CHINA WILL never adopt multiparty democracy or any other western-style political reforms that could challenge the Communist Party’s grip on power, Wu Bangguo, head of the national parliament, said yesterday in Beijing.
Mr Wu was speaking to the communists’ biggest set-piece gathering of the year, the largely ceremonial National People’s Congress, and his remarks represent the latest stark rejection of any major democratisation to match booming economic growth, sharply rising urbanisation and an increasingly diversified society.
“On the basis of China’s conditions, we have made a solemn declaration that we will not employ a system of multiple parties holding office in rotation,” Mr Wu said as he delivered the work report of the standing committee of the NPC to nearly 3,000 delegates gathered in the Great Hall of the People.
His remarks come at a time when the communist leadership has been rattled by the wave of anti-government protests across North Africa and the Middle East.
He also ruled out adoption of a federal system and separating powers between the executive, legislative and judicial branches of government, and said the division of parliament into upper and lower houses would not be considered.
While his views are not a major departure, and echo similar ones he articulated two years ago blasting western-style democracy, there has been some talk of democratic reforms in China, notably from Premier Wen Jiabao. However, Mr Wu’s tone was firm.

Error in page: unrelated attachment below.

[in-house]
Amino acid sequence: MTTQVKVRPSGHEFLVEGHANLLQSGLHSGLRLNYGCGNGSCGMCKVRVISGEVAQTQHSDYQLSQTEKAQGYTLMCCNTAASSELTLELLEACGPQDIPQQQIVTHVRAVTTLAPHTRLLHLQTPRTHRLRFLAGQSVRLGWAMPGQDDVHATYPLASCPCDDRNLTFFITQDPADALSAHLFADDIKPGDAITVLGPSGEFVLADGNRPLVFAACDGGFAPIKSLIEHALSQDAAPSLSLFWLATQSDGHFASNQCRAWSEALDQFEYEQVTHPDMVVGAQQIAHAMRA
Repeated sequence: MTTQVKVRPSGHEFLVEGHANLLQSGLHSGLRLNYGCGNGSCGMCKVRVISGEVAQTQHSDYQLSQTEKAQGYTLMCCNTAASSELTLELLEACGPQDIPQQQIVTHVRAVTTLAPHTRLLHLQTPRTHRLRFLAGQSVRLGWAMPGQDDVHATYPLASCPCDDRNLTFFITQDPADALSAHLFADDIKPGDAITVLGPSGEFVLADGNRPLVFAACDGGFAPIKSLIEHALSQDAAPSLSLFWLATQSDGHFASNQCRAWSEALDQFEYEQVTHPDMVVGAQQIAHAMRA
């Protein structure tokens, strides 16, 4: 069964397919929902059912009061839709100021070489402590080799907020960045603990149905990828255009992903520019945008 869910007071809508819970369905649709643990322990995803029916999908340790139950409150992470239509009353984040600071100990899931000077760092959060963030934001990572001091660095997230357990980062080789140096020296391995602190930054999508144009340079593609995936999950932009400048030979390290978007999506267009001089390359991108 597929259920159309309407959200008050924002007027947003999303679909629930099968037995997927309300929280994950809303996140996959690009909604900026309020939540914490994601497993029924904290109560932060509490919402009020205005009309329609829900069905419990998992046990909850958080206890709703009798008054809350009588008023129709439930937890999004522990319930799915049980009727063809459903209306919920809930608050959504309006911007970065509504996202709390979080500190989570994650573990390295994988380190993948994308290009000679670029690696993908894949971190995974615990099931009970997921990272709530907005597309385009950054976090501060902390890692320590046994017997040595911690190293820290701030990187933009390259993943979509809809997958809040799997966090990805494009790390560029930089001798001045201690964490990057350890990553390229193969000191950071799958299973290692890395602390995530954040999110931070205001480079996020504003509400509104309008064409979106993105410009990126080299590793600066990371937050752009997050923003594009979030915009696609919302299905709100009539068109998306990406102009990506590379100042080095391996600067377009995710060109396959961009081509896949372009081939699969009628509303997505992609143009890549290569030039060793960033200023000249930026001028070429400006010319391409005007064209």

“If we waver . . . the fruits of development that we have already achieved will be lost and the country could even fall into the abyss of civil strife,” he said.
China’s strong economic position means much of the debate about introducing western-style democracy has gone off the boil. Western countries are not keen to push China on issues about democracy because they need China’s goodwill to help prop up their still-flagging economies. In addition, China points to its economic success as justification for its authoritarian one-party government.
The NCP’s focus remained on China’s progress in introducing a legal framework.
“We now have a complete set of types of laws covering all areas of social relations, with basic and major laws of each type already in place, together with comprehensive corresponding administrative regulations and local statutes,” Mr Wu said. “Overall, the system of laws is scientific, harmonious and consistent.”
His speech shows how, at least in theory, China remains firmly communist despite apparently strong capitalist developments in society, and the rhetoric remains firmly Marxist-Leninist in tone.